In the Comoros, the situation has more in common with Madagascar. There are three protected areas covering 400 km2, which represents 24.3 percent of the total land area. Although levels of diversity and endemism are more modest in the Comoros, biodiversity conservation is nevertheless a high priority. In this context, the approach developed in Madagascar, in which carefully compiled and analysed data are being used to inform the process of identifying new conservation sites, could serve as a valuable model. The principal challenge for the next decade is to convert these projects into mainstream programmes and sustain and improve on the results already achieved. This will depend on long-term political, financial and management support, together with the development of professional and technical services on a local, national and sub-regional basis. Special emphasis is needed in these programmes to link the protection of the environment to the relief of poverty, community and professional education, and the sustained use of natural resources for the benefit of social and economic development at community level. This process of transformation is also vital for continued development of programmes more directly linked to commercial development which depend upon the survival of species used in agriculture, forestry and fisheries, for food, medicine, industry and in the promotion of eco- and educational tourism.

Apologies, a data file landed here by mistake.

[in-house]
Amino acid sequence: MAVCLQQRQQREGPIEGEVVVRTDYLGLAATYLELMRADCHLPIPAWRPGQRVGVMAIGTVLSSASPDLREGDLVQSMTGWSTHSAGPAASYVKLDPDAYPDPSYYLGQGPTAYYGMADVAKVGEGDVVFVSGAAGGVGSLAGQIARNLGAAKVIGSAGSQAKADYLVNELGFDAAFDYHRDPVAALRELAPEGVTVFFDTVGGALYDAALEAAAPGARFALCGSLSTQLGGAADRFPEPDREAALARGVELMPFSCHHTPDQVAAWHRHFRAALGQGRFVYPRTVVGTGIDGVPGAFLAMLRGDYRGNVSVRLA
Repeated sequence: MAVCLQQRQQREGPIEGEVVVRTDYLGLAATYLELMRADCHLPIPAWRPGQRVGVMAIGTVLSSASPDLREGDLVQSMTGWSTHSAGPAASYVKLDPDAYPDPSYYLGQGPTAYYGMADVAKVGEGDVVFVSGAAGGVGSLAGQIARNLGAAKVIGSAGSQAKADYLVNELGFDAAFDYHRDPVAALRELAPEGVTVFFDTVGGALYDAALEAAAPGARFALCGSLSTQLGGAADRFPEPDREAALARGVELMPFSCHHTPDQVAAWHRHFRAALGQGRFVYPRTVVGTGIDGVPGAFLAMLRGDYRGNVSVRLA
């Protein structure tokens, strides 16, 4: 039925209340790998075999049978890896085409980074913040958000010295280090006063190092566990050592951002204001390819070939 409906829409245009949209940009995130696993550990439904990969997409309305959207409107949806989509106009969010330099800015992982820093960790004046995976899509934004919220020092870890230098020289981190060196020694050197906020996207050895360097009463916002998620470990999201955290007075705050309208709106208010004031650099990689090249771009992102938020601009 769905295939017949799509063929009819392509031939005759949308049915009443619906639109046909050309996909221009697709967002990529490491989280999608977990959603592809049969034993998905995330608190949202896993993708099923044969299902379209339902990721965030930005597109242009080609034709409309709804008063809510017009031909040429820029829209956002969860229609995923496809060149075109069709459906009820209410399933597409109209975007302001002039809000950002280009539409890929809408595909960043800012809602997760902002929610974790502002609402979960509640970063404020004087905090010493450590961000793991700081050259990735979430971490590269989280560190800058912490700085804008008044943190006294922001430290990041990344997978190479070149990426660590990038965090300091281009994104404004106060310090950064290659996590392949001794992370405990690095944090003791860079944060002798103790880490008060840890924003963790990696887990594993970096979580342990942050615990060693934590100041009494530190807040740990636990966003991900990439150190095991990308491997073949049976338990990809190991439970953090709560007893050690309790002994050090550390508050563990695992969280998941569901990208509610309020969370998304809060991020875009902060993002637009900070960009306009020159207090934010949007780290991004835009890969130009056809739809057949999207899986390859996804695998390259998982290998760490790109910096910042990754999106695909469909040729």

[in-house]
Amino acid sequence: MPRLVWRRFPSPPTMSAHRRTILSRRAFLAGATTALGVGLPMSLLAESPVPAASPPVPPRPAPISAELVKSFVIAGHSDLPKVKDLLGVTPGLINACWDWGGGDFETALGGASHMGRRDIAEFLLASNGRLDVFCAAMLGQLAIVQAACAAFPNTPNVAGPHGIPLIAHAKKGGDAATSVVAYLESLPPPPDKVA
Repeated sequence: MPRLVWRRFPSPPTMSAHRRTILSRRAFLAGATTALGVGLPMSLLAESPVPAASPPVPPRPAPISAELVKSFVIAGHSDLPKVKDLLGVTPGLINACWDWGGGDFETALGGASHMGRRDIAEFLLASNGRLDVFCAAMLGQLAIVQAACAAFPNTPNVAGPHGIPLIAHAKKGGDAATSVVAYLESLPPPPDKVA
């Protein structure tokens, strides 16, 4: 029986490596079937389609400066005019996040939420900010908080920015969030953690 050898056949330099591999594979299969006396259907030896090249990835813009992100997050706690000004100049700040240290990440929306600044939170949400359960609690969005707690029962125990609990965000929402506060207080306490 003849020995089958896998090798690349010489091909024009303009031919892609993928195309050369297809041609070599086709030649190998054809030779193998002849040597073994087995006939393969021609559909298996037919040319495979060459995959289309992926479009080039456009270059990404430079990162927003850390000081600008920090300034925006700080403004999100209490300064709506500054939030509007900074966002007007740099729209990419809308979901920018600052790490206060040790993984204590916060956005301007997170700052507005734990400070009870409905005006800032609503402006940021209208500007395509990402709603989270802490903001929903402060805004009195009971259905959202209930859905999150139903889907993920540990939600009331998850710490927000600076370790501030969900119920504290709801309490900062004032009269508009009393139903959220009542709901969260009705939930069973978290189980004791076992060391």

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This is a chapter from Africa Environment Outlook 2: Our Environment, Our Wealth (e-book).